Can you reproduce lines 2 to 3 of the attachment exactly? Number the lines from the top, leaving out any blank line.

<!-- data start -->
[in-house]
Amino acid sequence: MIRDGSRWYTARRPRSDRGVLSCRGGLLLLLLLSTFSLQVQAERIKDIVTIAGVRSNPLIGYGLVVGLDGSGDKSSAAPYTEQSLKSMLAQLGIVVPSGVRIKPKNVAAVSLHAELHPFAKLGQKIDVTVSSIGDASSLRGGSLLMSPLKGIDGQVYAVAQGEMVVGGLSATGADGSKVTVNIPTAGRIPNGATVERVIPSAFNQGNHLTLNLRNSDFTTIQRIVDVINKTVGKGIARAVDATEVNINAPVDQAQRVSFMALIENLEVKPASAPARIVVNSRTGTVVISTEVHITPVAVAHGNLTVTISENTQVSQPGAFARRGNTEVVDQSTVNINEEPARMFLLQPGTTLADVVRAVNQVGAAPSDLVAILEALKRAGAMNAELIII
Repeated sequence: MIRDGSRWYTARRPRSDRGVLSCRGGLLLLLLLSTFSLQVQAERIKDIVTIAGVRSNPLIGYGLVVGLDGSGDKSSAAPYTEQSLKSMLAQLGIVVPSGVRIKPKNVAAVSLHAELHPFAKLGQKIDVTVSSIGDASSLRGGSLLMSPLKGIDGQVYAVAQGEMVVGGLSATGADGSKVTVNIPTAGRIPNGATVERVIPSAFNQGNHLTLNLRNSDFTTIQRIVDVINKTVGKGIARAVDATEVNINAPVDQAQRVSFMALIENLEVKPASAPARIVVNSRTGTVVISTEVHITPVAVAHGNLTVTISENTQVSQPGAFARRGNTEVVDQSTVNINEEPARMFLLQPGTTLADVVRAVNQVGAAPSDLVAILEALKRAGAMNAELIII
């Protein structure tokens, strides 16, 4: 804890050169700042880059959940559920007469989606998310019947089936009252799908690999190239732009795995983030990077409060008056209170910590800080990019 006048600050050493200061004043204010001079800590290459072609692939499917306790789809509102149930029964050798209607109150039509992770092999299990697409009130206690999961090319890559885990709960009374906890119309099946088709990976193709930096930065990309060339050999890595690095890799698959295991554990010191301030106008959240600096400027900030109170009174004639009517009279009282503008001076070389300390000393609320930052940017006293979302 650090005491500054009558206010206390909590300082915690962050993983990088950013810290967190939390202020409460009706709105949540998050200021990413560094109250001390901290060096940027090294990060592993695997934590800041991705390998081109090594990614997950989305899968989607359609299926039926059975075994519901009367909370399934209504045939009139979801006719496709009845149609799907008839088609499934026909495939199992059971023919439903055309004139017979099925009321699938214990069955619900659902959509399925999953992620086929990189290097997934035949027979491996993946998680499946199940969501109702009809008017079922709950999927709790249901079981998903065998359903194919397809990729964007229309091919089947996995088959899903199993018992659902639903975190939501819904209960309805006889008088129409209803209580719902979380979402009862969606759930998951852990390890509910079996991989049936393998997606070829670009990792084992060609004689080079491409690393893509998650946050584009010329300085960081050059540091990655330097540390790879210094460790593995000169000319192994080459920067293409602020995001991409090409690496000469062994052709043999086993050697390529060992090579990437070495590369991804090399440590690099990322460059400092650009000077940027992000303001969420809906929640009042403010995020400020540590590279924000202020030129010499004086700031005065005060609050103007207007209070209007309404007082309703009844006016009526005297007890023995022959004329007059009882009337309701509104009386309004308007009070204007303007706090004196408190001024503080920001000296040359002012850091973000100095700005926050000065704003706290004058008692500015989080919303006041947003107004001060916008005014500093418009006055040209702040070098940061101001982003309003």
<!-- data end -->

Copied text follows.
Amino acid sequence: MIRDGSRWYTARRPRSDRGVLSCRGGLLLLLLLSTFSLQVQAERIKDIVTIAGVRSNPLIGYGLVVGLDGSGDKSSAAPYTEQSLKSMLAQLGIVVPSGVRIKPKNVAAVSLHAELHPFAKLGQKIDVTVSSIGDASSLRGGSLLMSPLKGIDGQVYAVAQGEMVVGGLSATGADGSKVTVNIPTAGRIPNGATVERVIPSAFNQGNHLTLNLRNSDFTTIQRIVDVINKTVGKGIARAVDATEVNINAPVDQAQRVSFMALIENLEVKPASAPARIVVNSRTGTVVISTEVHITPVAVAHGNLTVTISENTQVSQPGAFARRGNTEVVDQSTVNINEEPARMFLLQPGTTLADVVRAVNQVGAAPSDLVAILEALKRAGAMNAELIII
Repeated sequence: MIRDGSRWYTARRPRSDRGVLSCRGGLLLLLLLSTFSLQVQAERIKDIVTIAGVRSNPLIGYGLVVGLDGSGDKSSAAPYTEQSLKSMLAQLGIVVPSGVRIKPKNVAAVSLHAELHPFAKLGQKIDVTVSSIGDASSLRGGSLLMSPLKGIDGQVYAVAQGEMVVGGLSATGADGSKVTVNIPTAGRIPNGATVERVIPSAFNQGNHLTLNLRNSDFTTIQRIVDVINKTVGKGIARAVDATEVNINAPVDQAQRVSFMALIENLEVKPASAPARIVVNSRTGTVVISTEVHITPVAVAHGNLTVTISENTQVSQPGAFARRGNTEVVDQSTVNINEEPARMFLLQPGTTLADVVRAVNQVGAAPSDLVAILEALKRAGAMNAELIII